Thursday, February 4, 2010

A Thankless Task...

"No one's ever erected a statue to a critic..."

And yet, critique of the status quo, as long as it is constructive, is utterly necessary, though it won't win the glory like the great golden heroes.

But sometimes I spend so much time thinking about what's wrong with the world, about what could change, about institutional reform...and then I meet someone who is so sincere and holy even within the current system that it puts me to shame. Someone whose optimism I may find extremely naive, but know is also so much more innocent.

I can easily call-out arrogantly self-righteous goody-two-shoes...but I'm not exactly sure how to deal with those that seem truly humble, however neurotic they may also be. There are a number of "new springtime" neoconservatives who are such sincerely good people, kind and devoted and humble, but who have fallen into the trap of believing that to be a "good Catholic" means to accept the current party-line as absolutely perfect and God-sent. The "everything is great!" bright-eyed attitude that I knew myself once long ago.

Do I try to convince them there is a need for change when they don't find that as obvious as I do? I don't like to think it's my job to shatter naive innocence (as I'm all about people coming to such conclusions for themselves when they're ready, on their own time, on God's time) but then how do you not come across as a griper or a whiner or a cynic with a log in your own eye? How do you get them to take you seriously rather than "pity" you for your discontent, which they might see as just rebel-without-a-cause incorrigibility.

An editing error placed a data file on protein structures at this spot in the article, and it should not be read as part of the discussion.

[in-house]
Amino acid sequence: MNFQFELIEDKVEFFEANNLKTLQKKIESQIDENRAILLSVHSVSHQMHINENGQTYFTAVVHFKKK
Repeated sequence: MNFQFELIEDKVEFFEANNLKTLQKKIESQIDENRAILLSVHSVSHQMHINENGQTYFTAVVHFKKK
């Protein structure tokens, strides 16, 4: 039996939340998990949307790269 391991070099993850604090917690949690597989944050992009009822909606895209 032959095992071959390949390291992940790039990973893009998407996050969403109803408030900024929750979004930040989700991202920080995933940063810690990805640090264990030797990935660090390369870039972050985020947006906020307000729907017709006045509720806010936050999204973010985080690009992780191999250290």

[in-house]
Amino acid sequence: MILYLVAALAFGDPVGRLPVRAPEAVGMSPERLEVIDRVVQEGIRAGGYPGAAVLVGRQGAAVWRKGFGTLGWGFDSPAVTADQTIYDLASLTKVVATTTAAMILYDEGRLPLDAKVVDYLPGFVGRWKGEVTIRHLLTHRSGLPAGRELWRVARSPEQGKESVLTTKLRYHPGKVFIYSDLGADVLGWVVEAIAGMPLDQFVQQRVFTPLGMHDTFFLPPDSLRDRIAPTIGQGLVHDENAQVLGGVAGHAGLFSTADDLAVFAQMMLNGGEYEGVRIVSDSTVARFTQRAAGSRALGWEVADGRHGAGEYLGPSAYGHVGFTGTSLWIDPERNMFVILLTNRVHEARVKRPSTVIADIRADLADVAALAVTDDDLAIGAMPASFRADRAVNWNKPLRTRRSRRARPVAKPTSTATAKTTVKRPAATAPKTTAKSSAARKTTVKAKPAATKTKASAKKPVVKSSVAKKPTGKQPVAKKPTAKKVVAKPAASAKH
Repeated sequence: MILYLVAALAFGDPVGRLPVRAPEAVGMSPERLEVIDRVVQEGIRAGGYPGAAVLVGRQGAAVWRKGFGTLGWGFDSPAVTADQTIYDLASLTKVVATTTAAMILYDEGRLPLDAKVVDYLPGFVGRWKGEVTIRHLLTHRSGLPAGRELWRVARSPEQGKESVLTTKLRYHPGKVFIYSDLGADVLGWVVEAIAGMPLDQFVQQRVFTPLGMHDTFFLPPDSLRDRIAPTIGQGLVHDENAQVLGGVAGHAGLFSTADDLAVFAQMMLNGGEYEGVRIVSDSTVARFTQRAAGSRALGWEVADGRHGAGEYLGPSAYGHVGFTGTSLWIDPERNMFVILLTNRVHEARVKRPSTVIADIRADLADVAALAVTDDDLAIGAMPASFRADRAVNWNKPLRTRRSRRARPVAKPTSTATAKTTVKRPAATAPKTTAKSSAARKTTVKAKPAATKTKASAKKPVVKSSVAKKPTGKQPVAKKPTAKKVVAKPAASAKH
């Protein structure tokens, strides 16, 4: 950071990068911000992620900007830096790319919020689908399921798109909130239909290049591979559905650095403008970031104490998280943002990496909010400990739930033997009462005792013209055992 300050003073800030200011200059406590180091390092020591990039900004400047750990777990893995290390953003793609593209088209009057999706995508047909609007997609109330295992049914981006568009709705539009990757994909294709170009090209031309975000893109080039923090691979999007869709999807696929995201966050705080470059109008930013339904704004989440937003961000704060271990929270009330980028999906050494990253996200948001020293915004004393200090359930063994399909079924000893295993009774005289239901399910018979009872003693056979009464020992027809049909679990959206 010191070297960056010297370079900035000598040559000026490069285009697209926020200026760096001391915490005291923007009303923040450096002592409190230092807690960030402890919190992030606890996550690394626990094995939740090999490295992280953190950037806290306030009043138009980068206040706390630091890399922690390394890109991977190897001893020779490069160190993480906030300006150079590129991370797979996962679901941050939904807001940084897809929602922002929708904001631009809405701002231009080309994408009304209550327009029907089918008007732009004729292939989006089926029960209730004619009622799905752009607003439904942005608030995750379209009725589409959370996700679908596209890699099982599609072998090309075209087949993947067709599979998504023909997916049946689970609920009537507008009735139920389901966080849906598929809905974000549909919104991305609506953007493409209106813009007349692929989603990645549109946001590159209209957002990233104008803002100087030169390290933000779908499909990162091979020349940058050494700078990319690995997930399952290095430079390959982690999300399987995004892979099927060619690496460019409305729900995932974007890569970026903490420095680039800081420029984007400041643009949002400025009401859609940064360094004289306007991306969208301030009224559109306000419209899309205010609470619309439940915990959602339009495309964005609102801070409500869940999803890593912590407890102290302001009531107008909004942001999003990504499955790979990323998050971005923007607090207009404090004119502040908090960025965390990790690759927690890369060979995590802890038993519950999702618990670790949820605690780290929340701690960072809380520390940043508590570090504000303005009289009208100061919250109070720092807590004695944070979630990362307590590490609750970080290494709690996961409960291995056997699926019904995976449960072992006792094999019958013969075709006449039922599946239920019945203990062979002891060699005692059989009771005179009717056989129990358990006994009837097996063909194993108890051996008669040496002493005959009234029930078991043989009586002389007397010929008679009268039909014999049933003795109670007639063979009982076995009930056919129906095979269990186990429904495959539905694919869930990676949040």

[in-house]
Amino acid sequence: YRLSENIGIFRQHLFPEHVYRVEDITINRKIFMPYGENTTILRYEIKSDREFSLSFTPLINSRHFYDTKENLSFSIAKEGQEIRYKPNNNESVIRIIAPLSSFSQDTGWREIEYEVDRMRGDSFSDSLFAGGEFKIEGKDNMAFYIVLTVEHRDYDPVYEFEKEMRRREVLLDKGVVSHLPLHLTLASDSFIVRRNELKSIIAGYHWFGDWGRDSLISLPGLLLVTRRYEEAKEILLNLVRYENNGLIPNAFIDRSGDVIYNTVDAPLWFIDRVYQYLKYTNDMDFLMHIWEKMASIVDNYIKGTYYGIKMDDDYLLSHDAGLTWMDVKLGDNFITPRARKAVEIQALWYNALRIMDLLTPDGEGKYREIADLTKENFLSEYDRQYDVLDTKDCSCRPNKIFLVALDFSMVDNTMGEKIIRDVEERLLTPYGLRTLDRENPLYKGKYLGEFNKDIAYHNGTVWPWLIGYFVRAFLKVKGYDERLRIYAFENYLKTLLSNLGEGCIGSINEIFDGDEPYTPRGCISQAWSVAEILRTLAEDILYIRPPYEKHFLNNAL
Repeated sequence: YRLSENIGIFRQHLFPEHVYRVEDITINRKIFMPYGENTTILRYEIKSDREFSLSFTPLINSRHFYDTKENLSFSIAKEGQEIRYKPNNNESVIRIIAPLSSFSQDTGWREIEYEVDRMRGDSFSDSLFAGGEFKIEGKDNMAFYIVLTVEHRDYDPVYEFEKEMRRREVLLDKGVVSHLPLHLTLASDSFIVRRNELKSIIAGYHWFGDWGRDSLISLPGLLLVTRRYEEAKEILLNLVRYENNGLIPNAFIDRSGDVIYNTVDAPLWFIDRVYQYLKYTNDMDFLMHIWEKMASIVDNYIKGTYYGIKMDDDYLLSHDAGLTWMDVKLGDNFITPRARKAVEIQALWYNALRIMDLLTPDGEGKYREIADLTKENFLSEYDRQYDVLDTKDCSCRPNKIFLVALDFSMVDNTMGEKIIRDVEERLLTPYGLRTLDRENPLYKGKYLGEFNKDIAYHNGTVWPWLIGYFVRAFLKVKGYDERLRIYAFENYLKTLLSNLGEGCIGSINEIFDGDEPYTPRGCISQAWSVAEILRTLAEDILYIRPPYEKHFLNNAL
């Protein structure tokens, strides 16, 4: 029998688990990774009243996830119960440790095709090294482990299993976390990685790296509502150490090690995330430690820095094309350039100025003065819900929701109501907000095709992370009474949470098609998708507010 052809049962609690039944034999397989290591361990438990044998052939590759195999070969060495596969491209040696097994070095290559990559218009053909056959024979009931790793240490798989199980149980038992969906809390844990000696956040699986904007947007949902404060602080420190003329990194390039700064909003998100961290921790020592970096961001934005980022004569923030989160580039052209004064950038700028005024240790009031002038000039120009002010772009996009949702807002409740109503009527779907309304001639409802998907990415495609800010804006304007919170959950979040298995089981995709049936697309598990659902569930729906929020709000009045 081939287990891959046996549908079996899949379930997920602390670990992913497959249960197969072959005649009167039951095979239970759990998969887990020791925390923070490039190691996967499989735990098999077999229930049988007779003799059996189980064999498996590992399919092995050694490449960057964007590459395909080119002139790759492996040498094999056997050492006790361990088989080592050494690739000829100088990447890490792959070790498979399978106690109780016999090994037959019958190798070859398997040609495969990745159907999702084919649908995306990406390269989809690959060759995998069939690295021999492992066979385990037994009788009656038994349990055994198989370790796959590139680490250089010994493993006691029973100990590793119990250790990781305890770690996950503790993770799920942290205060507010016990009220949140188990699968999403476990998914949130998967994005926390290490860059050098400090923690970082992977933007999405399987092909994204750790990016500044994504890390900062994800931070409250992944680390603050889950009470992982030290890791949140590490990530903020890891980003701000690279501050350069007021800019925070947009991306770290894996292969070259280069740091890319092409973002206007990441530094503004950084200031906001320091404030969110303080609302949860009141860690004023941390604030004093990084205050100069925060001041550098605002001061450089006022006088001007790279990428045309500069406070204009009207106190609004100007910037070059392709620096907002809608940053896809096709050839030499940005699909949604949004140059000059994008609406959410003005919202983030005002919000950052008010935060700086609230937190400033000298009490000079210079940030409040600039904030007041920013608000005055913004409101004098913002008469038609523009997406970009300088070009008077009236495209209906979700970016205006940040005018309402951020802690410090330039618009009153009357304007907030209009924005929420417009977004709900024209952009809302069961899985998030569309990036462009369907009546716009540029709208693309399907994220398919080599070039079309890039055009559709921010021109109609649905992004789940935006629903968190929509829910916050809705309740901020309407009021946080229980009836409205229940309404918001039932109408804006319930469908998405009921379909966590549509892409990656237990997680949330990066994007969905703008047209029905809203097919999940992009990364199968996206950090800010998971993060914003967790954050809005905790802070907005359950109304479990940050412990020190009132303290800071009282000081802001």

It's a difficult balance, and why conservatism is so intractable; those who defend the status quo can always paint the opposition as simply bitter or defiantly non-conformist. There is such a boost in confidence they gain from conforming and knowing that they thus have the weight of all sorts of entrenched support behind their positions, that other voices can simply be dismissed as mere naysayers or trouble-makers (such resistance to internal critique is characteristic of "No Organizations").

Paradigm shifts are tough. Tact is very important, I think, and enough bright humor to balance out the sarcasm and dark humor that critique can tend towards.

PS. I've been really sick, so sorry for the shorter posts (or maybe you're happy that I'm not rambling for as long, lol...)

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